Henry Sanford Gansevoort(1835 - 1871)
Home State: New York
Command Billet: Battery Officer
Branch of Service: Artillery
Unit: 5th United States Artillery, Battery C
Before the Antietam Campaign:
He was educated at the Albany Academy, Phillips Andover Academy, Princeton College (class of 1855), and Harvard Law School (1858). Immediately before the War he was practicing law in New York City having previously completed the Grand Tour of Europe. He served briefly as Private in the 7th NY Militia in Washington DC , but soon obtained a commission as 2nd Lieutenant in the 5th US Artillery. He was promoted to 1st Lieutenant in March 1862 and served with his battery on the Peninsula and at Second Manassass.
In the Antietam Campaign:
He was on the Maryland Campaign and saw action at Antietam on the 17th, having command of the battery for some of that day. He received a brevet to Captain for his "gallant and meritorious service" there. He described his experience a few days later in a letter home:
...in the morning, about ten o'clock, General Hooker ordered our battery to the extreme front, and took it there himself. We passed through a wood, then over a ploughed field into a pasture. Above us in front was a cornfield and a wood. The enemy were driving our troops in front. The balls fell thick around us, but we came into battery quickly, and opened. Our execution was very great, but it was at a great expense. Our horses commenced to fall, until at least twenty were either killed or wounded. Our men fell fast, seventeen killed or wounded. My horse was shot in the flank by a Minie, and struck also by a piece of shell. My stirrup was broken by a ball, and I was wounded by a ball in the right cheek. It was a very narrow escape, but merely a flesh-wound, well already.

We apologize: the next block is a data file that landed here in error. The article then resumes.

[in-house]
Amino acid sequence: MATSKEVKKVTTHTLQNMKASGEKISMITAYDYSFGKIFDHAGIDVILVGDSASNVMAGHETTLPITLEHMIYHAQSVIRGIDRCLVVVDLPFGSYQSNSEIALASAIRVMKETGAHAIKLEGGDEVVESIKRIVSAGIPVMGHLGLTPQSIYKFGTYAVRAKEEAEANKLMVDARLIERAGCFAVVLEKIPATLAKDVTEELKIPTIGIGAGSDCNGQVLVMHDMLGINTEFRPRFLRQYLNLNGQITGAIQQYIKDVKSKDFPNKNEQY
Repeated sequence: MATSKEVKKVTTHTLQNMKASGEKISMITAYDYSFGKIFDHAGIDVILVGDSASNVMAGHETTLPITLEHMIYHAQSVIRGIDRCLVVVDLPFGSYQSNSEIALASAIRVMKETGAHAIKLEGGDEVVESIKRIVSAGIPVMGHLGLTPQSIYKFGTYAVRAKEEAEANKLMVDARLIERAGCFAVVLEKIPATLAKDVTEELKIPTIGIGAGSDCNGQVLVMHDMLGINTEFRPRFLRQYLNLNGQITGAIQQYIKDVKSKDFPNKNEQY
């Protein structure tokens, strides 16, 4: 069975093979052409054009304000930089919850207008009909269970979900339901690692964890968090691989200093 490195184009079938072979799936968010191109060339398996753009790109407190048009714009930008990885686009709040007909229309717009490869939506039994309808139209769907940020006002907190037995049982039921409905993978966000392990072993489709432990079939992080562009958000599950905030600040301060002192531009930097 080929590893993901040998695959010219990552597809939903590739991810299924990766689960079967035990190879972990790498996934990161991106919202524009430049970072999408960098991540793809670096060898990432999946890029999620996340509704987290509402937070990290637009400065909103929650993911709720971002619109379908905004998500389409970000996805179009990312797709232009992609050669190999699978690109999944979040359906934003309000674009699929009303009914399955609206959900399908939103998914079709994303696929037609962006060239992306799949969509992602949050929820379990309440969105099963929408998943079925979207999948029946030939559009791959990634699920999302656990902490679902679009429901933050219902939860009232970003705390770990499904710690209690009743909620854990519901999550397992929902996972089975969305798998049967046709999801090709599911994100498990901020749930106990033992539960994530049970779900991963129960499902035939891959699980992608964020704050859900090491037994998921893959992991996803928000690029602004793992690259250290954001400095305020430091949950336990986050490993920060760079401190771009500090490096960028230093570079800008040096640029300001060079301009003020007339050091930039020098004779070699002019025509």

The remainder of the War:
He took a leave to take an appointment in the Volunteers as Lieutenant Colonel of the new 13th New York Cavalry on 20 June 1863. He was promoted Colonel of the regiment in March 1864. He and his unit spent the majority of their War service in Northern Virginia, most famously seeking and defending against raids of JS Mosby.
After the War:
He mustered out of the Volunteers in August 1865 but remained in regular Army service, being promoted Captain in 1866. He saw duty at Fortress Monroe (VA), Barrancas (FL), and Fort Independence, Boston. He died of illness on the way home to Albany aboard the steamer Drew on the Hudson River.
References, Sources, and other notes:
Biographical details courtesy the Schenectady Digital History Archive, sourced from Reynolds1, with service facts from Heitman2. The photo above is from M. Uriguen's excellent collection3. An 1875 memorial of him is online from Google Books; it's the source of his wartime letter quoted above. A formal portrait painting of him hangs in Harvard's Memorial Hall.
|Birth Date: 12/15/1835 Place of Birth: Albany, NY |
Death Date: 04/12/1871 Death Place: near Rhinebeck, NY
1 Reynolds, Cuyler (editor), Hudson-Mohawk Genealogical and Family Memoirs, New York: Lewis Historical Publishing Company, 1911, pp. 65-72 [AotW citation 880]
2 Heitman, Francis Bernard, Historical Register and Dictionary of the United States Army 1789-1903, 2 volumes, Washington DC: US Government Printing Office, 1903, pg. 444 [AotW citation 881]
3 Uriguen, Mikel, Photo Gallery (Generals and Brevet Generals), Generals of the Civil War, Published c. 1998, first accessed 01 January 1998, <http://www.generalsandbrevets.com/>, Source page: /bg/bg1.htm [AotW citation 882]
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